Taking a break from The Academy of the Accord, since I’ve been posting from its books for over a year now. (I’ll come back to them when they’re ready to release. Current goal is 2020.)
So, anyhow, I thought I’d post from Song and Sword, the first novel I published, since I’m working on a sequel and need the motivation. (Man oh man, do I need the motivation!)
Picking up from last week. (Some of you may have seen some of this before.)
The unicorn studied him for a long moment, and Pashevel stood still, letting him think it over. Slowly the unicorn approached, nostrils wide, taking in his scent. Pashevel watched his muscles relax as his wariness started to fade. The unicorn lowered his head and pressed the tip of his horn against the center of Pashevel’s chest, and the Elf laughed. “You and I both know that you aren’t going to hurt me,” he said, “so don’t even pretend to threaten.” He laid a slender hand against the golden horn. “Now, are you going to let me help your rider or not?”
The last of the tension faded from the unicorn and Pashevel smiled, reaching up to remove the bridle. “Come,” he said, slinging it over his shoulder and turning back toward his campfire. “Let’s see what you’ve brought me.”
The unicorn walked quietly, careful not to dislodge his rider, and Pashevel could feel his relief at having found help. Sonata fell into formation on Pashevel’s other side and he chuckled, reaching over and putting a hand against her dark neck. She nuzzled him softly in return.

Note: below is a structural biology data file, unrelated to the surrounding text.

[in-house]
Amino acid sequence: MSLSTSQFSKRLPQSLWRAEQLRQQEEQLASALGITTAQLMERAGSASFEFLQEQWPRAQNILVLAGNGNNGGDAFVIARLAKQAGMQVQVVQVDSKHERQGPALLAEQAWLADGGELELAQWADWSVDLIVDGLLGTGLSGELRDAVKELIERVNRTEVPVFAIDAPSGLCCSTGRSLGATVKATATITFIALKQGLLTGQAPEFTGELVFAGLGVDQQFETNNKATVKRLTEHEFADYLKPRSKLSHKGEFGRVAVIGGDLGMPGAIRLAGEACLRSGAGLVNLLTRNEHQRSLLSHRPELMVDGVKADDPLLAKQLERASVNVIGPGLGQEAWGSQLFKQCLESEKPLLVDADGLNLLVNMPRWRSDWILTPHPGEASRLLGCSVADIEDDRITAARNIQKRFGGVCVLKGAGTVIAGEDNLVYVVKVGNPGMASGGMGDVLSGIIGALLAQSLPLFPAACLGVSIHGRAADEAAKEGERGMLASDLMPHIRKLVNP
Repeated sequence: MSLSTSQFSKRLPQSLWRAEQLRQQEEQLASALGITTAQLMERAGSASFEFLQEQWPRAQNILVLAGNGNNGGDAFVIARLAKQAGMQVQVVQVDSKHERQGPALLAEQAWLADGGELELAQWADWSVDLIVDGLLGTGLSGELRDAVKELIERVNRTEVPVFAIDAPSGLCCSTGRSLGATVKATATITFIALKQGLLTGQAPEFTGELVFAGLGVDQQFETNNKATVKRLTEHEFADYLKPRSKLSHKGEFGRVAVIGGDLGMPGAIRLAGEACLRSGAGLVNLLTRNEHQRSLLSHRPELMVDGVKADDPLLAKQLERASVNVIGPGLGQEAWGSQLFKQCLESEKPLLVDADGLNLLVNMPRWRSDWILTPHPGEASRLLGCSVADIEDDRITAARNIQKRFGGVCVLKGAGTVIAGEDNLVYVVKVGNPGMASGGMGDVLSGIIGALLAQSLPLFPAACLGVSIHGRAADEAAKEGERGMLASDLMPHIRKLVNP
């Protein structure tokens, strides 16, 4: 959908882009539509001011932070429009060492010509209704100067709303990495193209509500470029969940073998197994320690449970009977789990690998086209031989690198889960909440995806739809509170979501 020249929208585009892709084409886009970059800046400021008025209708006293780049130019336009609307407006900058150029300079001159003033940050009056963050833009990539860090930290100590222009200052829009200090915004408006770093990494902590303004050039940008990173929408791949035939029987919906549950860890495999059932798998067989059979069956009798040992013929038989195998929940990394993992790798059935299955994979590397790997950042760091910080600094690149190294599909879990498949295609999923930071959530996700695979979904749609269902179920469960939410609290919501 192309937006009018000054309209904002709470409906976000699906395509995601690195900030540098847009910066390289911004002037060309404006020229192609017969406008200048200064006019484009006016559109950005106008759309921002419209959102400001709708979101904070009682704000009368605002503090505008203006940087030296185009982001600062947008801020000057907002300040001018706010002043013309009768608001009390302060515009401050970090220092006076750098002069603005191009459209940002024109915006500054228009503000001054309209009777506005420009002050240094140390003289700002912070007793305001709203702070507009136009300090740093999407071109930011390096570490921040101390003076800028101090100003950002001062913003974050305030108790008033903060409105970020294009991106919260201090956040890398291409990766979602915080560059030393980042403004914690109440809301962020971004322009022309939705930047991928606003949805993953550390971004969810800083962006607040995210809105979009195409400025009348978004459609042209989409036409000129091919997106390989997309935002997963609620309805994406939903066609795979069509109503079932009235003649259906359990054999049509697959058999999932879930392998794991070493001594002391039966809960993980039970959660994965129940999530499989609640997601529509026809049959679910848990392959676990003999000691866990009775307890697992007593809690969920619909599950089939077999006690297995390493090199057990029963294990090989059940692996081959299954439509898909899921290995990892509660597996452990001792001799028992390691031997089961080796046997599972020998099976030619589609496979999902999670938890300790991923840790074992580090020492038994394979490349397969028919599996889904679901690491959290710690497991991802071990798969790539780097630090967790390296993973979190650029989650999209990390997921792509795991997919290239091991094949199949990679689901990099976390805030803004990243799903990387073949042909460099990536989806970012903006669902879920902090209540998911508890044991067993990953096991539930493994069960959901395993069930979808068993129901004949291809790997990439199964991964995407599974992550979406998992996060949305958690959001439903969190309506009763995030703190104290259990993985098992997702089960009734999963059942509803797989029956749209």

“I’m just going to get your rider down,” Pashevel said as he reached up to the motionless figure. “Then I’ll get your saddle off.” He froze for a moment as he noticed the blood that stained the white neck and mane, and then pulled the rider into his arms. The unicorn turned his head, watching, anxious and protective.
Pashevel: a simple Elven Bard — and the Crown Prince
Marlia: a Paladin of Arithen, the Elven God of Justice – seeking vengeance for the destruction of her village
Dakkas: heir to the Drow throne — if his father and elder half-brother don’t kill him first
Kashrya: raised among a tribe of nomadic Humans, she is unaware of her true heritage — or of the prophecy that made her mother an outcast
Their goal: build a bridge between the Elves and their outcast brethren, the Drow, reuniting them and undoing the damage caused in a time so far gone that history has become legend and legend has become myth.
But first, they have a problem to solve: how do you stop a war that hasn’t started?
Available for Kindle at Amazon
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